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This week marks the ninetieth anniversary of the abolition of the death penalty in Puerto Rico and it comes as a valuable opportunity to reflect about how this punishment represents a danger for many societies, including our own, despite the fact that we have clearly expressed that taking lives should not constitute a State policy. 

The death penalty was abolished in Puerto Rico on 26 April 1929. In 1952, Puerto Ricans opposition to this punishment was reflected in the island´s Constitution. 

Over the years, there have been sporadic attempts to revive it, but they never gain support. Puerto Ricans have a clear and firm position against taking a life as a punishment for a crime. 

However, in 1994, the U.S. government approved the death penalty for certain federal crimes. Since then, seven panels of Puerto Rican jurors have faced the challenge of deciding on a person's life. 

The U.S. Department of Justice did not manage to get 12 people to agree on taking the life of another human being in any of the cases.

In 2013, that federal department resigned to the strong cultural and moral rejection of the death penalty in Puerto Rico, decided to limit its attempts to the most heinous cases, as former U.S. Attorney General Eric Holder told Judge Aida Delgado, who back then presided over the Federal Court in San Juan. 

Since then, there have been no more attempts to enforce the punishment in Puerto Rico. 

However, that has changed. In the case of Juan Pedro Vidal - accused of an armed carjacking that led to a murder in 2016 – they found that  “because of the victim’s death, the defendant became death penalty eligible.”

  

In addition, Alexis Candelario Santana, who was convicted and sentenced to life imprisonment for the famous "La Tombola Massacre," will again be tried for the death penalty, but got a new trial after proving that a fundamental error in the first process.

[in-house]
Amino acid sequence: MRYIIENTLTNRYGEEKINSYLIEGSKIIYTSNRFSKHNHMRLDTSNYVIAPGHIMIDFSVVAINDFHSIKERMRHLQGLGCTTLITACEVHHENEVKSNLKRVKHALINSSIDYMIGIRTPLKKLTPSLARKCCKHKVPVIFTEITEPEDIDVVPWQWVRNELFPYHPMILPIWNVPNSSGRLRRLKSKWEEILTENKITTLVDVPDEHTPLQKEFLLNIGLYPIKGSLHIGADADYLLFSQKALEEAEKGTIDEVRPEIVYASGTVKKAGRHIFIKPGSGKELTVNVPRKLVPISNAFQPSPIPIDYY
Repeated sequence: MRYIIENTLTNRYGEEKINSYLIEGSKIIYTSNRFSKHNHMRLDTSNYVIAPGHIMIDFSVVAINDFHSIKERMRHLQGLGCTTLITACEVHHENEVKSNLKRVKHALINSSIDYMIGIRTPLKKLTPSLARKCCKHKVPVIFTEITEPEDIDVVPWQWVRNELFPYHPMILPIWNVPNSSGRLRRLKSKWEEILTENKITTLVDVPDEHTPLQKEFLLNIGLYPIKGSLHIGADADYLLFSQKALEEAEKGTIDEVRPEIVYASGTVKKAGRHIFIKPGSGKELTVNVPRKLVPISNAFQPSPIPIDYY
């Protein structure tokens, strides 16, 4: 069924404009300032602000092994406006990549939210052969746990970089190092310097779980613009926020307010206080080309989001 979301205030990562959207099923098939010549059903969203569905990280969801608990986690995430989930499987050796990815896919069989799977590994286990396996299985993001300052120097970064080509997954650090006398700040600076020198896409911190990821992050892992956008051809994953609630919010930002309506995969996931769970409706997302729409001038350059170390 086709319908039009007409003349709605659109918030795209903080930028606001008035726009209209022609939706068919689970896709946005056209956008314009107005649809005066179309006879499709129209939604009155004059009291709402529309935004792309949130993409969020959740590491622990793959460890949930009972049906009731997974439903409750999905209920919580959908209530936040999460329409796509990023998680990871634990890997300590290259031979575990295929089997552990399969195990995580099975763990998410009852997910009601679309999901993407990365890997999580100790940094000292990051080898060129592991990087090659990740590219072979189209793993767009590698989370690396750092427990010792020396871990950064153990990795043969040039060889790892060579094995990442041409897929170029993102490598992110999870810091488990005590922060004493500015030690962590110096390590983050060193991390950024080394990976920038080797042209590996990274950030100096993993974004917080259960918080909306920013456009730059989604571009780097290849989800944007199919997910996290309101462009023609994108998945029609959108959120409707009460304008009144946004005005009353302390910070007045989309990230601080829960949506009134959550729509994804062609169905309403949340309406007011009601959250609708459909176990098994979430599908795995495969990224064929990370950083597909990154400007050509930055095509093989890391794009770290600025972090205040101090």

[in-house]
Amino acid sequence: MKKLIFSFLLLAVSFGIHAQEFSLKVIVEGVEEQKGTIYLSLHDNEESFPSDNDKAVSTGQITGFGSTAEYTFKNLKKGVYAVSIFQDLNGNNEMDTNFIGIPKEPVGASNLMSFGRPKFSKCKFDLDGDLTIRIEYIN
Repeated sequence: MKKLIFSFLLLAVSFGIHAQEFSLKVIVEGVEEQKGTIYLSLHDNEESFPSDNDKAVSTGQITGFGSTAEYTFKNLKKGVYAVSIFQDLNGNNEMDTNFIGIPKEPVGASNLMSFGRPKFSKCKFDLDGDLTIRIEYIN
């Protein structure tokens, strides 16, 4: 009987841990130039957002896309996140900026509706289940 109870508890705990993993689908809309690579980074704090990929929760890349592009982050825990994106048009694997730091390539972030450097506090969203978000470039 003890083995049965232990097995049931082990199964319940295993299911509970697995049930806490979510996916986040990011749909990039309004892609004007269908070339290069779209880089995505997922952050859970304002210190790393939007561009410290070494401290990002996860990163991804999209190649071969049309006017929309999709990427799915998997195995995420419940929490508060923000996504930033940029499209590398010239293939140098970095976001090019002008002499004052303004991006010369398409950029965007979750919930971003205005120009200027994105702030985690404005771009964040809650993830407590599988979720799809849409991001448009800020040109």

We must reiterate our strongest rejection of a punishment that, in addition to being barbaric and immoral, has not been proven to have any significant deterrent against crime, it is disproportionately applied against people from the most vulnerable sectors of society, it is much more expensive than to sentence someone to life in jail and, on top of all that it results in a traumatic process even for the families of the victims. 

  In the United States, the only developed country to apply the death penalty, that punishment seems to be losing strength every day. In the 1990s, an average of 45 people were executed each year, according to statistics compiled by the Death Penalty Information Center.

  

In the 2000s, the average increased to 59 per year, but in the first eight years of this decade, the average dropped to 33 per year. 

Only four people have been executed so far in 2019. Right now, 31 of the 50 states have banned the death penalty or issued moratoriums on the capital punishment. 

Almost a century ago, Puerto Rico told the world clearly and loudly that it rejects death at the hands of the state. Taking a life, in any circumstance, should be left in the past of any civilized society. 


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